Alex Speier | On baseball

Red Sox starters keep serving up bad pitches at the worst times, especially at home

Rick Porcello chews on a towel in the dugout after he was removed in the top of the fifth inning.
Rick Porcello chews on a towel in the dugout after he was removed in the top of the fifth inning.Jim Davis/Globe Staff

There are plenty of reasons the 2019 Red Sox have represented not just a disappointment but a mystery. Yet perhaps the most vexing aspect of a team that on paper bears very close resemblance to its championship predecessor is a brutally bad performance in the venue that should be most conducive to success: Home.

Most teams suffer a form of homesickness; the Red Sox suffer home sickness.

With a 6-5 loss to the Twins on Tuesday, they are 34-35 at home, and 34-33 at Fenway Park.

(Those two losses to the Yankees in London were technically home affairs, and while on one hand that characterization seems absurd, the contests sort of looked like games at Fenway given the obscene number of runs permitted to the Red Sox’ opponent.)


The reason for the team’s home woes is fairly straightforward: As a group, the starters have been abysmal in Fenway this year. With the six-run, four-plus-inning yield by Rick Porcello to Minnesota on Tuesday, the team’s starters now have a 5.16 ERA in home contests – including a 5.04 mark at Fenway. By comparison, the Dodgers entered Tuesday with a home ERA that was exactly half of that (2.52) posted by the Red Sox in Boston.

“I ran into a number the other day, I think runners in scoring position, the OPS is if not the worst, it’s one of the worst in the big leagues against our starters,” noted Red Sox manager Alex Cora. “Keeping the ball in the ballpark, limiting traffic, that’s the most important thing to avoiding the big inning that’s been going on from the get-go.”

More specifically: It has been going on from the get-go at home. Sox starters have been bad, though just short of awful on the road with runners in scoring position (.292/.358/.523). As ugly as those numbers look, the team would be in a very different position if it hadn’t been far worse in such circumstances at Fenway.


With runners in scoring position at home, the Red Sox rotation has produced jarringly awful numbers: A .311 average (second-worst in MLB), .407 OBP (easily the worst in MLB), and .543 slugging percentage (tied for second worst).

Put another way: Imagine a lineup filled with nothing but Xander Bogaerts and J.D. Martinez, and you’d have a decent approximation of the average production against Red Sox starters with runners in scoring position at home this year.

Under those circumstances, it should come as little surprise that rallies have gone from a slow drip (runners on base) to a steady flow (more and more runners on base) before finally becoming a flood (hits that score multiple runs). It’s the wash, rinse, repeat of crooked-numbered rallies on the visitor’s line on the scoreboard.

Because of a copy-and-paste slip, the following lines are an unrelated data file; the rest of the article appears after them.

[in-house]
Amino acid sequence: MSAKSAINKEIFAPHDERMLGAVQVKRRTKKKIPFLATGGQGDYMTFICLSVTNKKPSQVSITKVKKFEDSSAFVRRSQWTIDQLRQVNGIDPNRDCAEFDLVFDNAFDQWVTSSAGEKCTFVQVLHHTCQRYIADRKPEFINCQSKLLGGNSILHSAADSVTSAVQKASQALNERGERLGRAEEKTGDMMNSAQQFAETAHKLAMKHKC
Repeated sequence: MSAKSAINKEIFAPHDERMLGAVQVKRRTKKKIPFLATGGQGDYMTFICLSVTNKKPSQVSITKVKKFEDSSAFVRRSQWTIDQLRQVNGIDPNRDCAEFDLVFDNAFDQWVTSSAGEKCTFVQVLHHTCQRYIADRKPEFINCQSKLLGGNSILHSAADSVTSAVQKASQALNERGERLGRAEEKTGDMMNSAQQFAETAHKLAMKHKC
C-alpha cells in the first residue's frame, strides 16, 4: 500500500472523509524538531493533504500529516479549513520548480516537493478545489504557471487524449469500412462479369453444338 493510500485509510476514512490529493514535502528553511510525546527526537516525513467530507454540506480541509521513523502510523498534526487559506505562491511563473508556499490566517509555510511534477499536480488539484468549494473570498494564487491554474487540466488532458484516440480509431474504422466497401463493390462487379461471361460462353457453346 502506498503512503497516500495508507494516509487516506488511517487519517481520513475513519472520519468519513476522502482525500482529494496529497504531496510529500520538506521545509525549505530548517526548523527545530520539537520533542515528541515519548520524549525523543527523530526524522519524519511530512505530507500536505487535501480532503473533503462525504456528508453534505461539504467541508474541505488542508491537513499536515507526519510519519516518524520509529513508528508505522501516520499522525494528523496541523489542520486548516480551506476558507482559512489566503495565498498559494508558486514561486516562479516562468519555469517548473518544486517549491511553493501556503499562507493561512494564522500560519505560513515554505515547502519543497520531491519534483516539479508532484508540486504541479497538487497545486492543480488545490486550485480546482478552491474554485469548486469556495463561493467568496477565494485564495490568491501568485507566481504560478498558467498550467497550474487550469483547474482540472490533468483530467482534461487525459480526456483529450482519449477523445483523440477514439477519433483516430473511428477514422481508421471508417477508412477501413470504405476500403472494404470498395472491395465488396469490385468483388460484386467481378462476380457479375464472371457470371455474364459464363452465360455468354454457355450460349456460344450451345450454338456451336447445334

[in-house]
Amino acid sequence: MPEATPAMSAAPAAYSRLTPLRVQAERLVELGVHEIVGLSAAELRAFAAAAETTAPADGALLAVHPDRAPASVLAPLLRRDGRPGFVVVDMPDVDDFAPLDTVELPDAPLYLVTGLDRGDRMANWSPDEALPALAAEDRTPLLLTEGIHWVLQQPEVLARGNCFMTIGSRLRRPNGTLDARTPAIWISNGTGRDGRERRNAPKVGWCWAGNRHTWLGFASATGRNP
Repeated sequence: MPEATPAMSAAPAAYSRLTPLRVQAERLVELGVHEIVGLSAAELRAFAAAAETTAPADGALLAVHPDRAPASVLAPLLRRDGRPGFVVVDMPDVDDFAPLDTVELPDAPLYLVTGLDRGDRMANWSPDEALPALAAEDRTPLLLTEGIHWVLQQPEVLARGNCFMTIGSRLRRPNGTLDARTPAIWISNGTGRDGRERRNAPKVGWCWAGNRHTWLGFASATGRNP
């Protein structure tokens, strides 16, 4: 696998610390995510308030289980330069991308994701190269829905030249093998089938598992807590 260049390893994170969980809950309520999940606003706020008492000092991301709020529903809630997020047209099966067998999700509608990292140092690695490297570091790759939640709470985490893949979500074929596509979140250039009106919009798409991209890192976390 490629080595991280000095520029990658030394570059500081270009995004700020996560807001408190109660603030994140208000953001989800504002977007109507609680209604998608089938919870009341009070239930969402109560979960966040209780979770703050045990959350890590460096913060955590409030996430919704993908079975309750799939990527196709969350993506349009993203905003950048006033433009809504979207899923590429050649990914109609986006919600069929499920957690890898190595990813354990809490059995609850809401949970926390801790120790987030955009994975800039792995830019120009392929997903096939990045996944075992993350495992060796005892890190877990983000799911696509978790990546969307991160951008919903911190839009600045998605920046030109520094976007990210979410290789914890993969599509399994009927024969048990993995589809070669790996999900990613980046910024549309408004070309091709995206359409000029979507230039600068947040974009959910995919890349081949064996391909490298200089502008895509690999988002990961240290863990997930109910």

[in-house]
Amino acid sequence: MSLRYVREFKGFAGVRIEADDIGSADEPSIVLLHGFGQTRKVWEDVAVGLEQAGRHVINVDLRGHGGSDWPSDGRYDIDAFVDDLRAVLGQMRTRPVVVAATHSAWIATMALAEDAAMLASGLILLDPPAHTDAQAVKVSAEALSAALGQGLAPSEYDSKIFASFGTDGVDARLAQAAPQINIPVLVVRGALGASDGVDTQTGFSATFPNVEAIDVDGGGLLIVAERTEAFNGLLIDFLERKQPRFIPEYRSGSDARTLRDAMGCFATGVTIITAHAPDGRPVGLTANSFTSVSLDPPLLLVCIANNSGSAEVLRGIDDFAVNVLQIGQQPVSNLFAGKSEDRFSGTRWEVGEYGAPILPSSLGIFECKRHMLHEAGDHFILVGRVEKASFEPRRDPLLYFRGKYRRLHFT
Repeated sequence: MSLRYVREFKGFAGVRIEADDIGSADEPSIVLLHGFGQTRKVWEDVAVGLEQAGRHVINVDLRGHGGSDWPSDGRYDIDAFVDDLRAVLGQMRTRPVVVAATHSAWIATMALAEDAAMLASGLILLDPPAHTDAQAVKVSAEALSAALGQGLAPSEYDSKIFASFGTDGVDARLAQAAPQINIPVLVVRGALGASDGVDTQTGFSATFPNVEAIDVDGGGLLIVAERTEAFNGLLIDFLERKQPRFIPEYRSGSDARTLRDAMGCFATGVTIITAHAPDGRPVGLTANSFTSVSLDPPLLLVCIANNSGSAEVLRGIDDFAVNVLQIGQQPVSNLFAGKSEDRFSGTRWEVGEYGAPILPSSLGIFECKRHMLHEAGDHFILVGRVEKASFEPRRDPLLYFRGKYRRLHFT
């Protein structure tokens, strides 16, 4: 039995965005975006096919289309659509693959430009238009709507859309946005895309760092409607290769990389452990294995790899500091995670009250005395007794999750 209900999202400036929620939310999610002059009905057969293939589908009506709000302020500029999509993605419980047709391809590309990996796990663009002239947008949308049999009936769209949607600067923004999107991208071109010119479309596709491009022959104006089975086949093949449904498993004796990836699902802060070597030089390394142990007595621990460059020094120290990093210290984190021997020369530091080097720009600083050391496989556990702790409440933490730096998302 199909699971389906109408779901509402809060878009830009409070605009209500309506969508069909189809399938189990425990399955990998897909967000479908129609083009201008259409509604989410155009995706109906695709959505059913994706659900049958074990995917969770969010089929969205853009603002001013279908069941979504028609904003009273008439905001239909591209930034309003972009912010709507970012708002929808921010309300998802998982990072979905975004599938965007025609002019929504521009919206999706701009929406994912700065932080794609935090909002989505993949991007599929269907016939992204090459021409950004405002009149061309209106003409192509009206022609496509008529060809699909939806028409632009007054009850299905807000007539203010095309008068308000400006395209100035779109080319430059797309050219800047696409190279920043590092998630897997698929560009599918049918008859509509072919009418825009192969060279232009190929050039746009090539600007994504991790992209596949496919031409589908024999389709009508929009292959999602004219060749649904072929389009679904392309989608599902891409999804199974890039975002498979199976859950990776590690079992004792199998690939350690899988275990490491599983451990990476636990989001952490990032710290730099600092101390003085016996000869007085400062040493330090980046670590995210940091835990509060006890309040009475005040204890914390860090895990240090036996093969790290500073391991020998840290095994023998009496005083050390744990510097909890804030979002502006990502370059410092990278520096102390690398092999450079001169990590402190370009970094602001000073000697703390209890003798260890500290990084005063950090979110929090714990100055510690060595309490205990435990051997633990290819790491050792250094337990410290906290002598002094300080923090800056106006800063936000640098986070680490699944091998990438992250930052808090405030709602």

At the heart of that struggle, the team has misfired far too many pitches with runners on base. Aside from flashes from Chris Sale, the Red Sox rotation lacks the stuff to be able to mislocate pitches over the heart of the plate and emerge unscathed — particularly this year, when every ball hit in the air threatens to clang off or clear a fence. Yet that’s precisely what’s happened on numerous occasions for the Sox at Fenway this year.

“It’s pretty obvious that those balls that are getting [hit] are in the middle of the plate or don’t have any action on them,” rued Porcello.


But it’s not just him. In fact, Porcello’s 4.92 ERA at Fenway this year is both superior to his 7.01 mark outside of Boston – including London – and better than the performance of his other rotation mates.

The pattern of poorly located pitches at the costliest moments is one that keeps happening for the Red Sox at Fenway this year, particularly against elite competition.

The Red Sox are 10-20 in home games (10-18 at Fenway) against teams with records of .500 or better. Their rotation has a 5.88 ERA (5.62 ERA at Fenway) in those contests.

That is no way to forge a path to a playoff berth, let alone a championship. Yet as much as the Red Sox recognize that they need something better, they have little choice but to hope that their current starters suddenly find something in the remaining 24 games of 2019 (and 12 at Fenway) that they’ve been missing for almost the entire season.

Tuesday marked the start of a pivotal week for the Red Sox, the onset of seven home games in as many days against the Twins and Yankees. After a survival series against the Angels in Anaheim – one in which the team had gotten just seven of its 32 innings from starting pitchers — the club hoped that Porcello might be able to conjure the same magic he produced earlier this season, when he carved the Twins over seven shutout innings June 17.


Of course, that outing was in Minnesota. On Tuesday at Fenway, it was – again – a different story.

“We trust these guys. These guys have [performed at Fenway] their whole careers. It just happens that this year they haven’t been able to be consistent at it. You see flashes, and then,” Cora said with sigh, “something like this happens.”

Over and over and over.

Alex Speier can be reached at alex.speier@globe.com. Follow him on twitter at @alexspeier.